From:Teece Museum of Classical Antiquities
Name/TitleCoin, silver denarius, Antoninus Pius
About this objectA silver denarius minted for Antoninus Pius (AD 138-161).
Antoninus Pius was born in 86 CE, with the full name Titus Aurelius Fulvius Boionius Arrius Antoninus. Born into a senatorial family, he held several offices, and was appointed proconsul of Italia by Hadrian. Antoninus’ reputation grew, and when Hadrian’s previous heirs died before him, Hadrian chose him to become his adopted son and heir to the Empire. Hadrian’s intent was that the elder Antoninus be a caretaker Emperor, while his ideal successor Marcus Aurelius (only 16 at the time) came of age.
Adopted on 25 February 138 CE, aged 51, Antoninus became emperor on 10 July of the same year, when Hadrian’s ill health overtook him. Antoninus took the regnal name Imperator Caesar Titus Aelius Hadrianus Antoninus Augustus, in honour of his adopted father. He was granted the title ‘Pius’ (dutiful in affection) by the Senate, for his request to grant divine honours to Hadrian, or possibly for his mercy in freeing several senators that Hadrian had decreed to die.
Instead of only being a stand-in for the next ruler, Antoninus Pius lived much longer than expected, and was a capable and conscientious emperor. He was the fourth of the “five good emperors” and his reign was marked by peace and stability. Temples, theatres and mausoleums were built, free access to drinking water was expanded throughout the empire, and a successful campaign in Scotland resulted in the construction of the Antonine Wall. He died in 161 CE, aged 74, and was succeeded by Marcus Aurelius and Lucius Verus.
As Antoninus was emperor later in life, his portraits represent him as a mature man in a style that echoes the sober, refined imperialism of Hadrian. Dating to the middle of his reign, the bust on this coin shows Antoninus Pius with a beard, wearing the laurel wreath. He was the second of the bearded emperors, following Hadrian.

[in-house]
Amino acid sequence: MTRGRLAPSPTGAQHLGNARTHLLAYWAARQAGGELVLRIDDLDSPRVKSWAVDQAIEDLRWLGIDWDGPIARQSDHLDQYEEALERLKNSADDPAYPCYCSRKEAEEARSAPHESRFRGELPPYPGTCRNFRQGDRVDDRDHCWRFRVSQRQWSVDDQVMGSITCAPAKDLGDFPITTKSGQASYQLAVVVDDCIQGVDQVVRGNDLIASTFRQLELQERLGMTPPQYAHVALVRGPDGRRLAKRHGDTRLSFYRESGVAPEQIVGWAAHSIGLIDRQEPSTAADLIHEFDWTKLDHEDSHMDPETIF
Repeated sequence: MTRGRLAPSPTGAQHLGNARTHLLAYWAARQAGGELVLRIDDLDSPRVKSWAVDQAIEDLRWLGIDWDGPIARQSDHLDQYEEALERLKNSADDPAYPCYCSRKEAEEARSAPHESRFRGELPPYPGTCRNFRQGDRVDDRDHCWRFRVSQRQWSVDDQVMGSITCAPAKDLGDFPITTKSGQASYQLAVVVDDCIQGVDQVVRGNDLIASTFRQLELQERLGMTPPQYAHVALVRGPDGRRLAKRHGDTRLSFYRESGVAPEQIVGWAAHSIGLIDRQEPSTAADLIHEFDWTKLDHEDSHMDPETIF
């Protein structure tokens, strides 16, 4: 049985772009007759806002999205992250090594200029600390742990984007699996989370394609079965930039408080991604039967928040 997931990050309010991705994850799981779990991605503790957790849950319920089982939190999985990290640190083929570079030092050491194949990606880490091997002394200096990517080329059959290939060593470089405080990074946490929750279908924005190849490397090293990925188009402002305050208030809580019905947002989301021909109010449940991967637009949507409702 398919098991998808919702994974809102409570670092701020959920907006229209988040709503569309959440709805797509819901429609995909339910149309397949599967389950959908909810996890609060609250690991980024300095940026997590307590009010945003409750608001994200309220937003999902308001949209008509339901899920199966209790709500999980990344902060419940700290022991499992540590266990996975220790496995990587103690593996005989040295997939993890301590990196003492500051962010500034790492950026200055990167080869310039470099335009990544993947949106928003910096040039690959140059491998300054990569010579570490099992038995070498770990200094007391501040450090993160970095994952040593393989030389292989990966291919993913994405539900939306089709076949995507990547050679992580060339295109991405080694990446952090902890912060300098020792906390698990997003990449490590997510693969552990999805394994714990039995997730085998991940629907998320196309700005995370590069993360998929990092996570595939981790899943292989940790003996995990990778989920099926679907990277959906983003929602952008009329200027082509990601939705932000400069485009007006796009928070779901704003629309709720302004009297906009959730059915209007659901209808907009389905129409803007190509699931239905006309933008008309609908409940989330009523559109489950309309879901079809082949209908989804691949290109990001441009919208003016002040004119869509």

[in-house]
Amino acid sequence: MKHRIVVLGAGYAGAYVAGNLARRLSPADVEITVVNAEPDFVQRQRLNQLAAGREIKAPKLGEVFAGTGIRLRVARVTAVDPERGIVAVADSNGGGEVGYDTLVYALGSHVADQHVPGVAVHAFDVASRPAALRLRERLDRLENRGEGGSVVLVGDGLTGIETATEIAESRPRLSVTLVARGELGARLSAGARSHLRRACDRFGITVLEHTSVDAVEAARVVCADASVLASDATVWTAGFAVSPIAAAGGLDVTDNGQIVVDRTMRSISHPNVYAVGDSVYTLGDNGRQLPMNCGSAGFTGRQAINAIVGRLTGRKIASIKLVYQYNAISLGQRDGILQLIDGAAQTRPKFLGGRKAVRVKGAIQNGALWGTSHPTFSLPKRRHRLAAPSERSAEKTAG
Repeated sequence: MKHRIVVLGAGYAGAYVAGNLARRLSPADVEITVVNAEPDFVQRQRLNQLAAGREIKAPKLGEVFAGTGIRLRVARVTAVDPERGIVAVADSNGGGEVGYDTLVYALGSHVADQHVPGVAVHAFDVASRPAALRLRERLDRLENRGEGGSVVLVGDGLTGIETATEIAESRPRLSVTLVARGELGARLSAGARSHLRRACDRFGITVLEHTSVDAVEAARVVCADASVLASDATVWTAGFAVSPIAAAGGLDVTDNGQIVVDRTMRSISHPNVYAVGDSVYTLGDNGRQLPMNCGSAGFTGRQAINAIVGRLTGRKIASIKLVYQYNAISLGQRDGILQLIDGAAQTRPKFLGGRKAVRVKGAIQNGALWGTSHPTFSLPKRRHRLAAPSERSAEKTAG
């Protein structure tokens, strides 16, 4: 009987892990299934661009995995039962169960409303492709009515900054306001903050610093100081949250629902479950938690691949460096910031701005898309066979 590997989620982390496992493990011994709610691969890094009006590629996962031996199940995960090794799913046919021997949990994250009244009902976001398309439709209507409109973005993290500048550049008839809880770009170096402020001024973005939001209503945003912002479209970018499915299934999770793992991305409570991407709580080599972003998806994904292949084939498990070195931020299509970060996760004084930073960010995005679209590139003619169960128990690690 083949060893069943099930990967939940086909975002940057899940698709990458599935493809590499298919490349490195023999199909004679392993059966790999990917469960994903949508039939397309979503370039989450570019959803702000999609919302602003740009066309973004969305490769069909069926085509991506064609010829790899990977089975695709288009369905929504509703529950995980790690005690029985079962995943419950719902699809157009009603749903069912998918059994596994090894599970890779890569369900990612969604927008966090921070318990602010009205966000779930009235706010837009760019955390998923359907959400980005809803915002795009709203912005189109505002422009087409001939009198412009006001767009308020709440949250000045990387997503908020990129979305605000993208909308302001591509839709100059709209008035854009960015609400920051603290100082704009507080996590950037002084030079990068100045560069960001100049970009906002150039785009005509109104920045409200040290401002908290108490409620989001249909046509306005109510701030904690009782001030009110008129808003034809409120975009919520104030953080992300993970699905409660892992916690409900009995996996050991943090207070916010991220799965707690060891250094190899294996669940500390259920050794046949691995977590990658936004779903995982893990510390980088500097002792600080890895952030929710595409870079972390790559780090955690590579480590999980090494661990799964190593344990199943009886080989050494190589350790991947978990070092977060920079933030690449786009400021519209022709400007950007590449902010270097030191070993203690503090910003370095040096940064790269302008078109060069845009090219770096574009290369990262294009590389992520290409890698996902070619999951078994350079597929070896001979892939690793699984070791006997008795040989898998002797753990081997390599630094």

On the reverse is an image of Salus using a patera (shallow, round dish) to feed a snake that is coiled around a circular altar. Her left hand is holding a rudder attached to a globe. Salus (Health) was a Roman goddess or personification of well-being and social welfare, identified and worshipped as Hygieia by the Greeks, and as Ðirona (Sirona, Thirona) by the Gauls. She is often depicted with a sacred snake, also a symbol of health and rejuvenation. The patera was a shallow, round dish used to sacrifice grain to the gods in religious ceremonies. This part of the image indicates a pius and conscientious emperor, aware of his duties to the gods. The rudder and globe are a symbol of government, with the globe representing the earth and the rudder representing the sea. The two combined depict the extending authority of Rome across these dominions. It is very similar to the earlier imagery of Fortuna on a bronze as (JLMC180.96.24). For a later depiction of Salus, see JLMC180.96.32, a billon Antoninus from the reign of Victorinus of the Gallic Empire.
Date Made148-149 CE
Place NotesRome mint
Medium and MaterialsMetal: Silver
Style and IconographyRoman
Inscription and MarksObverse:
ANTONINVS AVG · PIVS PP TR P XII
(Antoninus Augustus Pius Pater Patriae Tribunicia Potestas XII)
Antoninus, Pius Emperor, Father of his Country, Tribunician Power (authority to veto legislation) for the 12th time
Consul for the 4th time
Diameter ca. 19mm
Subject and Association KeywordsEmperors
Subject and Association KeywordsKings and rulers in art
Subject and Association KeywordsGods in art
Subject and Association KeywordsNumismatics
Subject and Association KeywordsInscriptions, Latin
Named CollectionThe James Logie Memorial Collection, University of Canterbury, New Zealand
Credit LineDonated by M.K. Steven, 1996.
Object TypeExchange Media
Copyright LicenceAll rights reserved